Hundreds of singular men and women, throughout history, have had such an influential impact in shaping the world today via their actions.
These groups of people through, for example, religion, science, discovery and inventions, politics, world wars, genocides, political coups, and acts of terrorism have, for better or worse, greatly impacted the world. We owe these men and women the knowledge and lives that we lead today.
Here is our list of the 20 most influential people in history.
1) Jesus Christ:
No list of historically significant figures would be complete without mention of Jesus the Christ. Jesus of Nazareth is a spiritual leader and son of God whose influence was so substantial that history itself was cleaved in two. Our calendar is now divided into a time before Christ (BC) and the time after (AD). Christianity, the largest organized religion of the modern world, with about 2.2 practitioners, was founded on his teachings. To say that Jesus Christ has influenced the lives of millions upon millions of people would be an understatement.
Muhammad was born in the year 571 AD, and his teachings laid the foundation for the writing of the Quran and the establishment of the Muslim faith. Today there are more than 1.8 billion practitioners of Islam and Muhammad’s teachings. With over 24% of the world’s population living according to his tenets, it is easy to place The Prophet Muhammad on this list.
Siddhārtha Gautama was a sage who also practiced asceticism. He is believed to have been born 400 years before Christ. His views on Love, Compassion, Generosity, and Simplicity helped forge the Buddhist religion and now serve as the basis for the lifestyles of millions of humans around the world. Specifically, about 500 million Folks.
Socrates (Born 470 BC and Died 399 BC) is arguably the father of Western philosophy and an instrumental figure in the development of Western civilization. Intrinsic to his teachings was the principle of self-inquiry. Socrates never claimed to know the answers to the hard questions and instilled in his teachings the need for a fundamental insight into things. Epistemology, or the philosophy of knowledge, owes much to Socrates. Sad that this great mind was sentenced to death by drinking hemlock poison.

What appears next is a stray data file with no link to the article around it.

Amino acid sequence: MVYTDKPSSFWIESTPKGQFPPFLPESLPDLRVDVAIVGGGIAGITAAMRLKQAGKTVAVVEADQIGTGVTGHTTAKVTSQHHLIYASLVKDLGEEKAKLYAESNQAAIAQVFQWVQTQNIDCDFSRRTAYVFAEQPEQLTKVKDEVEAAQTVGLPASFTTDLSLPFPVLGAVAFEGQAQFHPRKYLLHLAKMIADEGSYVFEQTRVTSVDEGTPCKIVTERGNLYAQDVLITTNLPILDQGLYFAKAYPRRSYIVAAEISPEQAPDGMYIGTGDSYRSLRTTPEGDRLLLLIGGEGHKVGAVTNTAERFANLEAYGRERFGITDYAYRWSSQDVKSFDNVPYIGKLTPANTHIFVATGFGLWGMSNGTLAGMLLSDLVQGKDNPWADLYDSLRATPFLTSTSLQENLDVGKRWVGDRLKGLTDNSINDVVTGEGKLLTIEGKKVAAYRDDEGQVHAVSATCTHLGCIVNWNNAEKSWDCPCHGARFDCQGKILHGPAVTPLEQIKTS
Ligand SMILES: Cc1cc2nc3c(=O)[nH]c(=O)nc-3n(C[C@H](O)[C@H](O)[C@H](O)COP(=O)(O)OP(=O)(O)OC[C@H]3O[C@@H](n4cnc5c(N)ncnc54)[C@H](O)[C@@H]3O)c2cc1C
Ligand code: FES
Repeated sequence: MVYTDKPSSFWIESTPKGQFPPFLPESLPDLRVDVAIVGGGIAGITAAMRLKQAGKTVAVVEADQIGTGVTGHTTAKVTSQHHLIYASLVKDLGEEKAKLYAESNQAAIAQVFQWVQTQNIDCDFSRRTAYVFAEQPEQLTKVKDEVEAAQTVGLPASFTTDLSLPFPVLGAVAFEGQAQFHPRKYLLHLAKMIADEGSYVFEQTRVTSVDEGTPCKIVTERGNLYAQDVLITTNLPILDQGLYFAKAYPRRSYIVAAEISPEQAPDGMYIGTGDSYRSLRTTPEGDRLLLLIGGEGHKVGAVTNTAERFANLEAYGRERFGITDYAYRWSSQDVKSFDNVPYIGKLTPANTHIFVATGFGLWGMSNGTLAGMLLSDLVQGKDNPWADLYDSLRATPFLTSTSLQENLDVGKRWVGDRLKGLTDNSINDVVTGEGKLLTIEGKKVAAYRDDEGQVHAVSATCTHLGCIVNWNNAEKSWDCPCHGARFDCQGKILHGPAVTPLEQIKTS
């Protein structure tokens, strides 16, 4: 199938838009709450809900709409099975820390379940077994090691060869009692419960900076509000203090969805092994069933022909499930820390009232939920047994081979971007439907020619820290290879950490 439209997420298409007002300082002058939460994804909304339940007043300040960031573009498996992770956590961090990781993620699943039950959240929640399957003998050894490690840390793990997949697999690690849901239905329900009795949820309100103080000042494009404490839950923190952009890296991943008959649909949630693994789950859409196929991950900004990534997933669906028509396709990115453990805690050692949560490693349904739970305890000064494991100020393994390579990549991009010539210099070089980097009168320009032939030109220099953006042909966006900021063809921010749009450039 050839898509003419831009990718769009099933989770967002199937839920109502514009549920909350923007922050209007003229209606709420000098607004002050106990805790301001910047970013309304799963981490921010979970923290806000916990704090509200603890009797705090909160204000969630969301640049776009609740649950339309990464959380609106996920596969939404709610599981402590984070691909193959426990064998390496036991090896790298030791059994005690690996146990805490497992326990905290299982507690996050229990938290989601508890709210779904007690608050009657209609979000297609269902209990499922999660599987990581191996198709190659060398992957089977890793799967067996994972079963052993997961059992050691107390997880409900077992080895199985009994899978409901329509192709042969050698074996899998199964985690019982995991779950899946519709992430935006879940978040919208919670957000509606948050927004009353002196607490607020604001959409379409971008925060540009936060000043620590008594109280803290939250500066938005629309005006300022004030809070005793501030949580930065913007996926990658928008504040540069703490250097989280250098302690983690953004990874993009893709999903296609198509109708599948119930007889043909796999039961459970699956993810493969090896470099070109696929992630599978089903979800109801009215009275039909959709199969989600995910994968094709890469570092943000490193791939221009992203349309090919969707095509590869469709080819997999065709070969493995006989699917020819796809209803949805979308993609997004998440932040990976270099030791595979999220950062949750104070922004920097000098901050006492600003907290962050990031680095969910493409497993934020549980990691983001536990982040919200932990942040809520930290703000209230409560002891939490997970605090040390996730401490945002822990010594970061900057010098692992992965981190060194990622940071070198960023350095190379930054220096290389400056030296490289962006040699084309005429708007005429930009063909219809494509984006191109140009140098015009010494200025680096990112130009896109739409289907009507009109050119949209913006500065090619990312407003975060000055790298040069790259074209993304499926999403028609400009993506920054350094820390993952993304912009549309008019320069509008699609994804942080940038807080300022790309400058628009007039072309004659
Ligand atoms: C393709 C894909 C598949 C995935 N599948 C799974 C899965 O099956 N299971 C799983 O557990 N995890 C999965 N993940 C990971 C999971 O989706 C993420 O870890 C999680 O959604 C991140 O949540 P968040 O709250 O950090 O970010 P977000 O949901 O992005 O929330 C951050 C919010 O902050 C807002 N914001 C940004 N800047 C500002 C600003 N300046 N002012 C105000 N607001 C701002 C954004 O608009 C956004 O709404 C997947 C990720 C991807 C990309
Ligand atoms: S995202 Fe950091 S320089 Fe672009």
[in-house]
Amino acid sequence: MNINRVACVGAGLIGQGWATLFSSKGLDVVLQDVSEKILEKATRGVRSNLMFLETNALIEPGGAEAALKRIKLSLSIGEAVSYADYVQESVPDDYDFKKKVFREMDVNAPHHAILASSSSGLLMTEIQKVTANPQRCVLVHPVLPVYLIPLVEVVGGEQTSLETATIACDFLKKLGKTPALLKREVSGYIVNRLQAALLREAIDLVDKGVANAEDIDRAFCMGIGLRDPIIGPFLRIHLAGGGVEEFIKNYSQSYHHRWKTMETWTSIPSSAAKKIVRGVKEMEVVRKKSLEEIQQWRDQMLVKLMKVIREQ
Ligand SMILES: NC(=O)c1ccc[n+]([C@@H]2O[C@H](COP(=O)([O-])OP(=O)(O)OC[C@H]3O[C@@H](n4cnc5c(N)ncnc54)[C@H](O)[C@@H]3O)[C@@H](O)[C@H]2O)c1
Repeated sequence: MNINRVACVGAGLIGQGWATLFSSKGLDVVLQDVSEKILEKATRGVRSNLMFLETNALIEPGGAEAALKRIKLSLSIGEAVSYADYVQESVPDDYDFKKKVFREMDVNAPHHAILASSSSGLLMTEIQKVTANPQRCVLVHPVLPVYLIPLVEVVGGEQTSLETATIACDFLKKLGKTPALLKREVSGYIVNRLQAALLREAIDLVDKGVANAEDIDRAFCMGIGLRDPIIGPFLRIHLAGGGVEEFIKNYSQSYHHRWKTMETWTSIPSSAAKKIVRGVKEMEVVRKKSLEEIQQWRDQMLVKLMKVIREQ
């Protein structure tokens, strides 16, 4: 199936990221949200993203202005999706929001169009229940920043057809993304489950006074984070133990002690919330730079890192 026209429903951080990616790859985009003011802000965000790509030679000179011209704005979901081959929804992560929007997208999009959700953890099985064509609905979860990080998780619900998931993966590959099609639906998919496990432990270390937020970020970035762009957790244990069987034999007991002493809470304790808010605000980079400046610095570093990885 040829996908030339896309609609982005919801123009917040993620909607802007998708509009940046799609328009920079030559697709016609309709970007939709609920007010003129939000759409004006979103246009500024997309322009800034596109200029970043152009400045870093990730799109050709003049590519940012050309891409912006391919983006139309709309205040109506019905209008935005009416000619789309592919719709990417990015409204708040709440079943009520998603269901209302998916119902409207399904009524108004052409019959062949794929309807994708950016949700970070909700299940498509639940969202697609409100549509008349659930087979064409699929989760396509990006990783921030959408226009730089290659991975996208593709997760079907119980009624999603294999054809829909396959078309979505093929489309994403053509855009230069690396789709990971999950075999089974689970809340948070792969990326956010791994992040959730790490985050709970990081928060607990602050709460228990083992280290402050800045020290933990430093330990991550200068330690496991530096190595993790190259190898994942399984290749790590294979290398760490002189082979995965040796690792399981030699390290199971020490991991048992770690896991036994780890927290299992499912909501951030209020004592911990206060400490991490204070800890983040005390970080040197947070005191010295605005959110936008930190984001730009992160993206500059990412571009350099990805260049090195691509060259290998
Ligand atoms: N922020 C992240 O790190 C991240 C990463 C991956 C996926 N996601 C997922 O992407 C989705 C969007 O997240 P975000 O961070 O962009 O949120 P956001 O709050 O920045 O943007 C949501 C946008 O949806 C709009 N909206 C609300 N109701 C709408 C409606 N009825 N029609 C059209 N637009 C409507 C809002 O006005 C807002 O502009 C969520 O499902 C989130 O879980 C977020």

Aristotle (Born 384 BC And Died 322 BC) was a Greek philosopher, scientist, and mathematician. His teachings and extensive investigations into the world around us helped pave the foundations for much of Western scientific thought for millennia to come.
6) Johann Gutenberg:
Gutenberg, born in 1397, revolutionized the world by inventing the printing press. The introduction of mechanical movable type ushered the modern period of human history and is considered a milestone of humanity. Thanks to Gutenberg, knowledge became inexpensive and easy to access and distribute. He died at the age of 71 in 1468.
7) Martin Luther:
Martin Luther was born in 1483 and died in 1546. He, As a German monk, became the father of the Protestant Revolution. After doing prodigious work on a German translation of the Bible, Luther came to heavily criticize the Catholic Church’s reliance on appointed figures, such as the pope, and instead espoused that the Bible alone held the authority for interpreting the word of Christ.
8) Isaac Newton:
Sir Isaac Newton, born 1643 in the United Kingdom, is widely regarded as one of the most influential people of all time. Being a man of science, he developed new and revolutionary laws of mechanics, gravity, and motion. He laid the framework for the scientific revolution of the Seventeenth Century with his work Principia Mathematica. He died in 1727.
9) Charles Darwin:
One of the three great naturalists of the nineteenth century, Darwin, born in 1809 in the United Kingdom and died in1882, is the father of the theory of Evolution. Although initially controversial, by the time of his death, his theory had become increasingly accepted by the scientific and non-religious community.
10) Nicolaus Copernicus:
Polish astronomer and mathematician, Copernicus, born in 1473 and died in 1543, was the leading mind behind the idea of heliocentrism which challenged the prevailing orthodoxy that the earth was the center of the universe. His seminal “On the Revolutions of the Celestial Spheres” was published before his death and sparked the scientific revolution of the Renaissance period.